Fantasia 2017: Attraction
Fyodor Bondarchuk’s Attraction, an alien invasion film playing at this year’s Fantasia International Film Festival, is a peculiar film. In its last moments, it clearly aspires to be a socially conscious science fiction film in the vein of Arrival or The Day the Earth Stood Still, we’re warned that humanity’s propensity for violence will, eventually spell our doom. And this point is hammered home in especially direct fashion through themes of immortality and sacrifice. But, ultimately, the din of the cataclysmic destruction and threadbare characters drown out this message, and indeed all of the film’s interesting themes.
It is clear that Bondarchuk wants us to care about a world worth saving even as he struggles to conjure one on-screen. We are given mere moments with our central characters before chaos erupts. And, when it does, the ways in which characters go about surviving the chaos hardly ever build out their characters in interesting ways. Motivations seem to be driven by the Divine hand of broader plot arcs rather than genuine resourcefulness or a basic sense of self-preservation. But, perhaps more egregious than the characters operating on auto-pilot is their inability to react believably to the events that transpire around them. At one point, our main character, Yulya, has an alien bracelet grafted onto her person. Its liquid contours conform to her wrist. Most human beings would react with shock, fear, surprise or some combination these aforementioned emotions. Most human beings would attempt to remove the technology. Most human beings would maybe worry that the bracelet was, I don’t know, somehow potentially harmful to their person. But, no. Yulya reacts with moderate surprise when it grafts onto her early on in the film, then with slightly more surprise later on when she discovers what it can do. Though I appreciate the visual artistry of the prop and the CG animation that went into bringing it to life, the most technically and visually impressive CG and prop work in the world doesn’t truly matter if it fails to breathe believability into a character.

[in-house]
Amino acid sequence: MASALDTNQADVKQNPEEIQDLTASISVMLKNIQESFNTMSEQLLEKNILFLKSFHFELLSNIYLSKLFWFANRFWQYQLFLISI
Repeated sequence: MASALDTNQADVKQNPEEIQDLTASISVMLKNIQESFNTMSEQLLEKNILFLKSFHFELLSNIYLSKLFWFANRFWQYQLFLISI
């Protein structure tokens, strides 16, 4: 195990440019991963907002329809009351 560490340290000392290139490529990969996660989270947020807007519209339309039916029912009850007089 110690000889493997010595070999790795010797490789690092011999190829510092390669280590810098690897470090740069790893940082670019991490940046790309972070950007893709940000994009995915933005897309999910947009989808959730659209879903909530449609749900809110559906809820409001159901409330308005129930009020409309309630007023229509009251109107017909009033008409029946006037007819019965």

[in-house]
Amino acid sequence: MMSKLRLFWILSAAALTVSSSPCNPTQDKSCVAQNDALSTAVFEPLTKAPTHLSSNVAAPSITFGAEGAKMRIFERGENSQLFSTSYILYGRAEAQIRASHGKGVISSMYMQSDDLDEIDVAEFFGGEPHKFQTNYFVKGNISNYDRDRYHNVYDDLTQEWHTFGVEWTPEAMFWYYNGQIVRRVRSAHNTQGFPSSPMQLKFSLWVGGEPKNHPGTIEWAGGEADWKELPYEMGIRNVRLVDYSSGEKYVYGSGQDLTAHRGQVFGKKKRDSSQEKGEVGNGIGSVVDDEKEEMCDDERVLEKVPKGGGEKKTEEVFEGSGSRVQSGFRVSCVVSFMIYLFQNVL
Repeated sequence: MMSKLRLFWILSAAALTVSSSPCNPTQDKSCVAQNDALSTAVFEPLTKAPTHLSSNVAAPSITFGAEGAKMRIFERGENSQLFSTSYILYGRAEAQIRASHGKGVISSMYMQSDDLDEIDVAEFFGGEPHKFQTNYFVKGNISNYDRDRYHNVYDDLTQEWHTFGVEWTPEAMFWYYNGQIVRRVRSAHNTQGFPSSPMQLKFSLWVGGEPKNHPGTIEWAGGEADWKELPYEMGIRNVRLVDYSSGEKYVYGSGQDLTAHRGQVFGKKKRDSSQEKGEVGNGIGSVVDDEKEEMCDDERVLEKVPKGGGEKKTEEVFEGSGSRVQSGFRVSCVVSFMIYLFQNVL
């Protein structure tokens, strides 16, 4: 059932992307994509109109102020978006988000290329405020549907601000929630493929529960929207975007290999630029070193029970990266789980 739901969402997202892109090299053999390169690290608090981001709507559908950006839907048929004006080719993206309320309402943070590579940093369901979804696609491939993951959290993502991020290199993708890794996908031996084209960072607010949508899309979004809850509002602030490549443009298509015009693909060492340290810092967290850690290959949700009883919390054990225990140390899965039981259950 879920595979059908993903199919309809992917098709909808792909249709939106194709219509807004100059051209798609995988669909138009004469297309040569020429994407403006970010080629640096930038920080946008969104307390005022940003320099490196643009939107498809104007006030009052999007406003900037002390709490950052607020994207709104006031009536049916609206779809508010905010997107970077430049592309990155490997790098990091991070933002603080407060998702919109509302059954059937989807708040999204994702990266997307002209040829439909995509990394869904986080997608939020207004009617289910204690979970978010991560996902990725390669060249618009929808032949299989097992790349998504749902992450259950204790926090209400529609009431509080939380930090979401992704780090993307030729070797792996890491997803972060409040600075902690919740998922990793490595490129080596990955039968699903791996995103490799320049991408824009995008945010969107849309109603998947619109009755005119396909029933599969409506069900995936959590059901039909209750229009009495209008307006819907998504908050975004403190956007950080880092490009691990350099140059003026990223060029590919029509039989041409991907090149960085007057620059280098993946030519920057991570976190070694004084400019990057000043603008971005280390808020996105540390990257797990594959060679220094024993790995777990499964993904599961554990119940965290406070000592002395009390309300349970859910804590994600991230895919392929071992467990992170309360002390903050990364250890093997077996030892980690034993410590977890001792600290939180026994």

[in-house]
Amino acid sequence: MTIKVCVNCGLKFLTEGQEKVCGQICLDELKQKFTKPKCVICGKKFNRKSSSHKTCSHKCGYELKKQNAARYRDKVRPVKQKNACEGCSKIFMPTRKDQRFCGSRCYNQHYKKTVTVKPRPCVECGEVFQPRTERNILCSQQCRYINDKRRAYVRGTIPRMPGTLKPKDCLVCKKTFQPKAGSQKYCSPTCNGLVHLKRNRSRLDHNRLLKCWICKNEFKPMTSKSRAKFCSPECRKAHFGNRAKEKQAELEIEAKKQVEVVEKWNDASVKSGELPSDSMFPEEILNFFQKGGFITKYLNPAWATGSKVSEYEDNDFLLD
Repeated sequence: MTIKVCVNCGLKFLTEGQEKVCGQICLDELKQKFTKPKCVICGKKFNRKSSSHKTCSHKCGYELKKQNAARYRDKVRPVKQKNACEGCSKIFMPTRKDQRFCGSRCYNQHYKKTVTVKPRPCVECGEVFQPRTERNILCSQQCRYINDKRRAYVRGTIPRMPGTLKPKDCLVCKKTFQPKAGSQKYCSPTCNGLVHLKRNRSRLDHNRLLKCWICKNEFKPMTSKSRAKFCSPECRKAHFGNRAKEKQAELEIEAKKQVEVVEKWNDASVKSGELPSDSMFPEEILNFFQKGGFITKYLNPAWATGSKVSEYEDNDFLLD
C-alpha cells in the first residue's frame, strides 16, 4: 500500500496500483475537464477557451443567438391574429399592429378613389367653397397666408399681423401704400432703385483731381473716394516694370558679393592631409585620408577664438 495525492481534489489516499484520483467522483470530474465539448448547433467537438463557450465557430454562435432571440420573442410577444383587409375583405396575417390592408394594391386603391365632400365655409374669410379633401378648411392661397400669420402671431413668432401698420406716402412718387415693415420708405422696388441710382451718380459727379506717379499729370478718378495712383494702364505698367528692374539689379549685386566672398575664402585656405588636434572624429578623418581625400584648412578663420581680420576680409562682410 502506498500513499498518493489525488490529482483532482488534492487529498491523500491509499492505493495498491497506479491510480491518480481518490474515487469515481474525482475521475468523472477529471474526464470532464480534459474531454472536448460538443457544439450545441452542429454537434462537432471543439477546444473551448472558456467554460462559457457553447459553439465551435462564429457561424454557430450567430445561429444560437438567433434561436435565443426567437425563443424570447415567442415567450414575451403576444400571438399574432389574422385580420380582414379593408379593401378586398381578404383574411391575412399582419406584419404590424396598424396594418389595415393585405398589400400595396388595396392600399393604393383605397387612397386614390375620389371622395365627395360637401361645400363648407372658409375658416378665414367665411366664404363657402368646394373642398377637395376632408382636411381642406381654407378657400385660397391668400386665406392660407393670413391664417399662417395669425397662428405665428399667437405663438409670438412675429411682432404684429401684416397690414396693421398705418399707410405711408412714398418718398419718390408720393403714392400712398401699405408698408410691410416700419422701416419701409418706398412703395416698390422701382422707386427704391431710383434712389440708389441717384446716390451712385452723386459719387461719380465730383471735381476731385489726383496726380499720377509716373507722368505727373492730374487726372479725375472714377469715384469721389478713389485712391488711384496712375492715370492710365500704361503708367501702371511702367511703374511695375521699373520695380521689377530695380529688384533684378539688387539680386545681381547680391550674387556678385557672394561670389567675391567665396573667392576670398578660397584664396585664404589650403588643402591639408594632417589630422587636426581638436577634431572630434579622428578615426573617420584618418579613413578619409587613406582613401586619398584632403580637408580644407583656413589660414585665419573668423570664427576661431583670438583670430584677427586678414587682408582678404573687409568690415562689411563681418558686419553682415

All this having been said, Bondarchuk’s latest is at least a pretty film. The alien technology, which for the most part consists of black and silver exoskeletons, looks sleek and – contrived as the design is – certainly is pleasing to the eye. The framing and cinematography are consistently solid, if unspectacular. Though, occasionally Bondarchuk will indulge in a shot simply because it’s visually pleasing regardless of how it confuses the temporality of the film’s narrative.
Ultimately, though, Attraction’s central flaw is a crisis of conscience. It seems to want to deal with the self-destructive tendencies of humanity, but fails to precede its conclusion with any substantial exploration of the topic before. It wants to encourage us to think about how immortality would affect the way we interact with one another. But, here too, it fails to provide any meaningful example of its topic of choice. It seems to want to be a serious science fiction that grapples with the human condition while never granting us the opportunity to understand the humans at the center of this tale.